To be profitable, a publisher must manage both indirect and hidden costs as well as PPB.

Printing Considerations

(In these illustrations we’ll consider inventory simply as PPB because development costs are typically written off at publication.)

Analyze your list and stratify it according to your print production methods. You might start with:

Best-sellers                  Web vendors

Midlist sellers              Careful selection of sheet-fed vendors

Slow sellers                 Print on Demand

  • Best-sellers. Because it’s never good to run out of a bestseller, a publisher must determine a safety stock level that will protect against fluctuations in both production and demand. Ideally, the safety stock will be almost used up as the next printing is becoming available for shipment.
  • Monitor best-sellers daily or weekly to determine how many days’ worth of stock you have, based on current or expected sales. Always have your next order scheduled near the time you expect to need it, and adjust the advance schedule with your printer every week as necessary.
  • Midlist sellers. The keys are short runs and knowing the demand rate. Now that publishers have access to retail sell-through information from sources such as Bookscan and Ingram i-page, they don’t have to guess as much about the right size for second and subsequent printings that will provide inventory for roughly six to nine months. Instead they can base their print orders on demonstrated demand.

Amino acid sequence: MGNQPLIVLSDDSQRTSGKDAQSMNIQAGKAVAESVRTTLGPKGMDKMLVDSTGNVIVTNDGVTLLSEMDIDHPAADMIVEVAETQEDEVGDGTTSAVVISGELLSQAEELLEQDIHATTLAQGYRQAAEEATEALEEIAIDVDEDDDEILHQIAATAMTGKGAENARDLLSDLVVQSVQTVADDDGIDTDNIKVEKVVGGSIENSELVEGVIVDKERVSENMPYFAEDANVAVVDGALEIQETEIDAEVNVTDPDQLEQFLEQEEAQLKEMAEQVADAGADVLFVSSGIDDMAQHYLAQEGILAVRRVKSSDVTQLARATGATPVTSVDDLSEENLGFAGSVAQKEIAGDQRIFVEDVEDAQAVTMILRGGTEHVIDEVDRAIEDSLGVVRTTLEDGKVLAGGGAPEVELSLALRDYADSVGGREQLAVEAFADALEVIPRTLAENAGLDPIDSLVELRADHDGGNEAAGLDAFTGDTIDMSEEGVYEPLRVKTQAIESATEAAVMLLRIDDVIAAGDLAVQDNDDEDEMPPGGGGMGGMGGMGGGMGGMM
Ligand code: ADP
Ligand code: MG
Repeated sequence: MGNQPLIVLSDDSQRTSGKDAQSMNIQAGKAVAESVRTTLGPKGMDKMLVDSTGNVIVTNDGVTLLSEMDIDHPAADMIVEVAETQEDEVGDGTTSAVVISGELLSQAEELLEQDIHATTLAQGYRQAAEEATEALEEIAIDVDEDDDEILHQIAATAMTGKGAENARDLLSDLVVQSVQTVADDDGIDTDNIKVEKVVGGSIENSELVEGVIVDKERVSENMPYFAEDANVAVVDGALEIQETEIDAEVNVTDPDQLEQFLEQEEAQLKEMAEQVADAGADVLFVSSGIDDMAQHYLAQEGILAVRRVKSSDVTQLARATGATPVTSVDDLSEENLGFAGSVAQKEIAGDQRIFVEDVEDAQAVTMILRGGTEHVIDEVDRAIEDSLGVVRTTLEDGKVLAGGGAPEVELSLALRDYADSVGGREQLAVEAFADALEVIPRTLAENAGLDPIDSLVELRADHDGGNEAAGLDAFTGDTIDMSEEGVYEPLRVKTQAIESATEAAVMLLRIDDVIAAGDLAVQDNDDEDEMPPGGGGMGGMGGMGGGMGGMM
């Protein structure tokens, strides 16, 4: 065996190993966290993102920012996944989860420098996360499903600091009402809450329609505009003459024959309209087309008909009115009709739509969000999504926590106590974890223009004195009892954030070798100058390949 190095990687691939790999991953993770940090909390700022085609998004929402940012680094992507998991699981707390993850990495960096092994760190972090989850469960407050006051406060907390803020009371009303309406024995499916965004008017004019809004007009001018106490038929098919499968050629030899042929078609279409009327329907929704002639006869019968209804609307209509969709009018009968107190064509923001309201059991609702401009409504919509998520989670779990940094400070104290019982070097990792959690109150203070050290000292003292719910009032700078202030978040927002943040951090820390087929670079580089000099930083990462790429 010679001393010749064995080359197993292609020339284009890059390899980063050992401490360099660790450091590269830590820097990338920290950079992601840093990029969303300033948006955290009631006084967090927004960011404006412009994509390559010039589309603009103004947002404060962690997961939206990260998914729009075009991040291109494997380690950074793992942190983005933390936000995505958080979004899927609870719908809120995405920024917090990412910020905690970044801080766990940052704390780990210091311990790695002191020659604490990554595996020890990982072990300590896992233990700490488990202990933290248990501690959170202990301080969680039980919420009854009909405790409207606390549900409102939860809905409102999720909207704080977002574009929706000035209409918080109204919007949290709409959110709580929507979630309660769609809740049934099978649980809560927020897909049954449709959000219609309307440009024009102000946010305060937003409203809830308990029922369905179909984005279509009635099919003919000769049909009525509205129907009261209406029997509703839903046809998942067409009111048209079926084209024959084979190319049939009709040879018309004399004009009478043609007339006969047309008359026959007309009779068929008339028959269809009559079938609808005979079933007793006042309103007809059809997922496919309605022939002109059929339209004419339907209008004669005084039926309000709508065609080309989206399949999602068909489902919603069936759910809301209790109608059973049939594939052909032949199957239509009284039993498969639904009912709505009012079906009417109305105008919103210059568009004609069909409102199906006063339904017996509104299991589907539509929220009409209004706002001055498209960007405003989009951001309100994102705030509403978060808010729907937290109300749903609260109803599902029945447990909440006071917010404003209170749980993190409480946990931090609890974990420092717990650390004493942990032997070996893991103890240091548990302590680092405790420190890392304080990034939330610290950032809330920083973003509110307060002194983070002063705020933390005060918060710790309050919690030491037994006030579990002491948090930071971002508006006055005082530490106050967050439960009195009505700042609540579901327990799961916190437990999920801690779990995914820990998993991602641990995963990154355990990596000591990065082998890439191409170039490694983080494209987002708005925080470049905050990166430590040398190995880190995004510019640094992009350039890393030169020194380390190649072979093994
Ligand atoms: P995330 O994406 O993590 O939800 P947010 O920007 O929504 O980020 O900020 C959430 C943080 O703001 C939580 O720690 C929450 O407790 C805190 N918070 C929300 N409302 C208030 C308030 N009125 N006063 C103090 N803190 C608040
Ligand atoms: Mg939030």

Whatever the size of your print run, though, you should design your books with     POD technology in mind to ensure any future transition from short run to POD is seamless.

  • Slow Sellers. Now that Print on Demand offers small print runs of a book at a higher per unit cost, publishers can choose to use it for slow moving backlist books. Quality varies, as we all know, depending on the vendor, but POD does have the potential of generating additional margin while creating little or no inventory.

Keep Counting and Controlling

Physical control of inventory is essential too. This includes receiving, warehousing, shipping, physical inventory, and cycle counts. Also, take write-downs for titles that don’t seem likely to sell out over the next two years.

Every publisher needs to review options for inventory reduction as part of ongoing inventory and cash management. Inventory reduction strategies include reducing printing costs and lead times, changing book designs for alternative printing methods, using purchase to demand for midlist sellers, and POD for slow moving titles. Always consider inventory as a total process to keep in balance.

The Siburg Company, LLC is a boutique consulting firm specializing in the areas of financial and operation consulting, business development and mergers and acquisitions.

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The Siburg Company, LLC